Starting Strength vs Stronglifts vs Jim Wendlers 5/3/1

There are countless lifting programmes all over the internet. Some of them are more complex than others, but all of them promise the same goal – gains. If you’re a novice lifter, chances are you’re already confused about which programme will be best for you. Some involve tons of complicated accessory work and hours in the gym. Others incorporate just about every exercise possible for tempo movements.

The 3 big programs compared

There are three main lifting programs that have been around for a long time. The reason? They work. These three programs – Jim Wendler’s 5/3/1, Starting Strength, and StrongLifts 5×5 have all helped lifts of all levels achieve what they want from the gym – bigger numbers and an improved physique. Let’s take a look at each of these programmes to help you decide which is best for you.

Jim Wendler’s 5/3/1

For lots of lifters, Wendler’s approach seems completely opposite of what we’ve always learned. Taking weight off the bar theoretically moves us in the wrong direction of where we want to go. The reality is that starting lighter gives you more freedom to move forward.

The key here is that starting light forces you to build patience, which is a tenant that’s sometimes tough to follow. Ultimately, this has to do with every lifter’s worst enemy – ego. Forget what numbers you think you should be putting up and instead focus on executing your lift properly and with perfect form every single time. Nothing will destroy a lift faster than an overly zealous ego.

Slow progress

Patience is hard to come by a lot of the time, especially in the gym. Everyone wants a program that’s going to give them huge numbers in incredibly short amounts of time. The progress on 5/3/1 is slow, but it’s slow for a reason. When you build muscle the right way, you’re building it to last. This means that you’re going to smash your rep records. Moving weight for rep clearly proves strength instead of just relying on a 1RM. If your back squat goes from 120 kg x 4 to 120 kg x 6, you’re getting stronger, no matter what your 1RM shows.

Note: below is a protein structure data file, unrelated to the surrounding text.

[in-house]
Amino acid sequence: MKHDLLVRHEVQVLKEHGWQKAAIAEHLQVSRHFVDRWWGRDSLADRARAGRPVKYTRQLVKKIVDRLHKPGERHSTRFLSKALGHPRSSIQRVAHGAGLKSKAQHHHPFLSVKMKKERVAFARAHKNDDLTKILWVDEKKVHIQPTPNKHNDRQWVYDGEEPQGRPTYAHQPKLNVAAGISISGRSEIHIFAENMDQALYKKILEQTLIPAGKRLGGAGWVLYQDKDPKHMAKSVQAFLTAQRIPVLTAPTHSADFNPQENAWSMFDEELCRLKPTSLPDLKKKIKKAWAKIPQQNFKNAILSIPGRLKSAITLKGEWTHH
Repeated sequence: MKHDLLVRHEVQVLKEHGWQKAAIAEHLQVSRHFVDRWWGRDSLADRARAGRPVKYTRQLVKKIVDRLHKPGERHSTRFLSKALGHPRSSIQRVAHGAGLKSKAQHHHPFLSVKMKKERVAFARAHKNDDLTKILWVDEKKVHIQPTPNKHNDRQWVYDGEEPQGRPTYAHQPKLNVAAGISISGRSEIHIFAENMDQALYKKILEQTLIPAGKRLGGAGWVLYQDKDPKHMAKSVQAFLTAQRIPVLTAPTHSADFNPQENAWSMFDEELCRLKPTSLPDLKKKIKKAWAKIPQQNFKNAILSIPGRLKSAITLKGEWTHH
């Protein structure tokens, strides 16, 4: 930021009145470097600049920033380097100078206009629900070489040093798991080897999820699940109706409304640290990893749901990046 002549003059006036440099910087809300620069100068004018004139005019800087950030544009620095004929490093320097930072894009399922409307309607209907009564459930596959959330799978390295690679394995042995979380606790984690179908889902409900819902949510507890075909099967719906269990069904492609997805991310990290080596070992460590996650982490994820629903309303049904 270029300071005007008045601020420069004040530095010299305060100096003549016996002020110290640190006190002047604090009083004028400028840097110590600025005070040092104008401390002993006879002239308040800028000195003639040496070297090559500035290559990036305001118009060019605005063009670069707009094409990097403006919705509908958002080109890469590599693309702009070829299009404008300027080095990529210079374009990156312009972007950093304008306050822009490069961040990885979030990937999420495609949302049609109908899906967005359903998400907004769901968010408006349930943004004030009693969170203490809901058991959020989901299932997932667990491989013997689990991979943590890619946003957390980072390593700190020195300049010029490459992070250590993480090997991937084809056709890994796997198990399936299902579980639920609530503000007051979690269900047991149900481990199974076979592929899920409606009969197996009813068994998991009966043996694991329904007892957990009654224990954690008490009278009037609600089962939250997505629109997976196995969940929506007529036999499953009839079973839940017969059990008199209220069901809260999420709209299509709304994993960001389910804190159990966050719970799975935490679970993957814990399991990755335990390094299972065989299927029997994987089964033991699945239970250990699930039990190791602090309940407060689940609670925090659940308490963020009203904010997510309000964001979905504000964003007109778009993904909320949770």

Crushing a goal each workout

Other programming can feel endless because you’re supposed to working for months to see increases. With 5/3/1, you crush a goal every workout. The last set in each workout is designed to push you far past your comfort level. You don’t have to go beyond the set number of reps, but there are significant benefits to pushing yourself. You’re going to build strength and muscle, but you’re also going to build a lot of character, too.

The basics

  • Train 3-4 days a week.
  • Each training cycle lasts 4 weeks.
  • Then the next cycle starts, using your new numbers.
  • Build skill at the core lifts.
  • Start light, progress slowly.
  • Forget about your ego.

Each workout needs to be built around one of the following

  • Squat
  • Bench press
  • Deadlift
  • Standing shoulder press
  • Don’t fudge your numbers.

Use the right percentages of accurate 1RM to lift 5 reps, then 3 reps, then 1 rep. These percentages are based on 90% of your 1RM.

Be conservative with your 1RM

It shouldn’t be the number you hit once a year when everything aligns perfectly. Use a 1RM that’s attainable during the majority of your training sessions.

Set rep goals are as follows:

  • Week 1 3×5
  • Week 2 3×3
  • Week 3 3×5,3,1
  • Week 4 Deload

Let’s imagine your 1RM for bench is 130 kg. Use 90% of 130 kg as your base number to determine your target weights for each session.

Week 1 Week 2 Week 3 Week 4
Set 1 65% x 5 70% x 3 75% x 5 40% x 5
Set 2 75% x 5 80% x 3 85% x 3 50% x 5
Set 3 85% x 5+ 90% x 3+ 95% x 1+ 60% x 5

+ means that you’re aiming for a rep report in each workout, so you’re pushing for the max number of reps you can do at that weight.

When you start a second cycle, add 2.2 kg to your 1RM numbers for the upper body lifts and 4.5 kg to the lower body lifts.

Accessory work helps complement the simplicity of 5/3/1. There are endless options, but focus on bodyweight exercises:

  • Pull ups
  • Dips
  • Lunges
  • GHD

Keep in mind that there’s no real benefit to doing a ton of extra supplemental exercises. They’re supposed to align with your training, not detract from it.

Why it works

There are a few keys to making this program work. Most importantly, make sure you’re super realistic about your 1RM. Base all of your training on that number. If you have no idea what a current number is, you can easily spend a few workout sessions building to a 4RM on each of the core lifts. Convention shows that a 3RM is about 90% of your 1RM.